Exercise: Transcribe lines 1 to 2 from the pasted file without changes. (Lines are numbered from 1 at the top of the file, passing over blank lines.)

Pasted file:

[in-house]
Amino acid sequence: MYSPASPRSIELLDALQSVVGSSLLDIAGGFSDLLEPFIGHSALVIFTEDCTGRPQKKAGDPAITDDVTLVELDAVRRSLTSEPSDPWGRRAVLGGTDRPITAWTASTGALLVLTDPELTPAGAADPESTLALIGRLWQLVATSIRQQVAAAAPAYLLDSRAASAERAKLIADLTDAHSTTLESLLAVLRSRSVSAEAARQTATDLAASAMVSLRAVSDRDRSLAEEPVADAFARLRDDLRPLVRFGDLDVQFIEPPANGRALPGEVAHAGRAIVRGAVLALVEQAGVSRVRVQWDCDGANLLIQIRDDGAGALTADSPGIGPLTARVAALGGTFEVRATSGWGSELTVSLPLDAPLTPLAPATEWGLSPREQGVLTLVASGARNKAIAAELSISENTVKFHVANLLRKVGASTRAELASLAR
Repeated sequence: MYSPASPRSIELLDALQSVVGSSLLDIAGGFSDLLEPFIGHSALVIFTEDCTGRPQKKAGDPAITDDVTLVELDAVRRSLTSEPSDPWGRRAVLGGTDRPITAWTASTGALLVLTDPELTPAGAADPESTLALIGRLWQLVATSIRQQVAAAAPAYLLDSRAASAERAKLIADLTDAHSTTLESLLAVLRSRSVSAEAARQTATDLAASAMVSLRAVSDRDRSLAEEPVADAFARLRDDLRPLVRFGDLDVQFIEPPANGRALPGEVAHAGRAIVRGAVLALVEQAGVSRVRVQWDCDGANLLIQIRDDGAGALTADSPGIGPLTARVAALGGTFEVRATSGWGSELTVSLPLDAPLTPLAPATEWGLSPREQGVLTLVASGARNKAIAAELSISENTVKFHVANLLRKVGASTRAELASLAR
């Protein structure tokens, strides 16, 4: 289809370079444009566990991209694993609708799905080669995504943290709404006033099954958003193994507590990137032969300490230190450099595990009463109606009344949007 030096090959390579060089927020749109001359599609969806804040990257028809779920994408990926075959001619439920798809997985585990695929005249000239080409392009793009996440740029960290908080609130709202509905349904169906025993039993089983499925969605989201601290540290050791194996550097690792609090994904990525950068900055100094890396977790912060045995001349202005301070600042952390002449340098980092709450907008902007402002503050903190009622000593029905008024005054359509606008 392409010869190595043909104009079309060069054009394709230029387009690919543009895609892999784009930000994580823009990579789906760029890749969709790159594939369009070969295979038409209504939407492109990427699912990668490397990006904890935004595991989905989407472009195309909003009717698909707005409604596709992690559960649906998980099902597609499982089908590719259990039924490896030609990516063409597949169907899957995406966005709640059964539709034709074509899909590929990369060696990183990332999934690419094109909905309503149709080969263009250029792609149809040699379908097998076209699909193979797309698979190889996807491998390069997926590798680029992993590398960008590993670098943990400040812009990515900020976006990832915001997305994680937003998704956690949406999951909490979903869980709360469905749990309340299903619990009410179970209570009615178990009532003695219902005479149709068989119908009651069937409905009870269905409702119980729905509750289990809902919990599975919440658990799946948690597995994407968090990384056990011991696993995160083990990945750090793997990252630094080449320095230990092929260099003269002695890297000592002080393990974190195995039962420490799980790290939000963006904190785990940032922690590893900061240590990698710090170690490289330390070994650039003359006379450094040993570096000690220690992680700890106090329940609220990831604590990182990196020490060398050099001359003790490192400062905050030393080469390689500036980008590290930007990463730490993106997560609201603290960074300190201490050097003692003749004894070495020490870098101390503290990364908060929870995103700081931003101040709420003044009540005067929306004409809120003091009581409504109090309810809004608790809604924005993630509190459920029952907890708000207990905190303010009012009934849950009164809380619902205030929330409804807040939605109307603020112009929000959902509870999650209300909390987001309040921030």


[in-house]
Amino acid sequence: MYSPASPRSIELLDALQSVVGSSLLDIAGGFSDLLEPFIGHSALVIFTEDCTGRPQKKAGDPAITDDVTLVELDAVRRSLTSEPSDPWGRRAVLGGTDRPITAWTASTGALLVLTDPELTPAGAADPESTLALIGRLWQLVATSIRQQVAAAAPAYLLDSRAASAERAKLIADLTDAHSTTLESLLAVLRSRSVSAEAARQTATDLAASAMVSLRAVSDRDRSLAEEPVADAFARLRDDLRPLVRFGDLDVQFIEPPANGRALPGEVAHAGRAIVRGAVLALVEQAGVSRVRVQWDCDGANLLIQIRDDGAGALTADSPGIGPLTARVAALGGTFEVRATSGWGSELTVSLPLDAPLTPLAPATEWGLSPREQGVLTLVASGARNKAIAAELSISENTVKFHVANLLRKVGASTRAELASLAR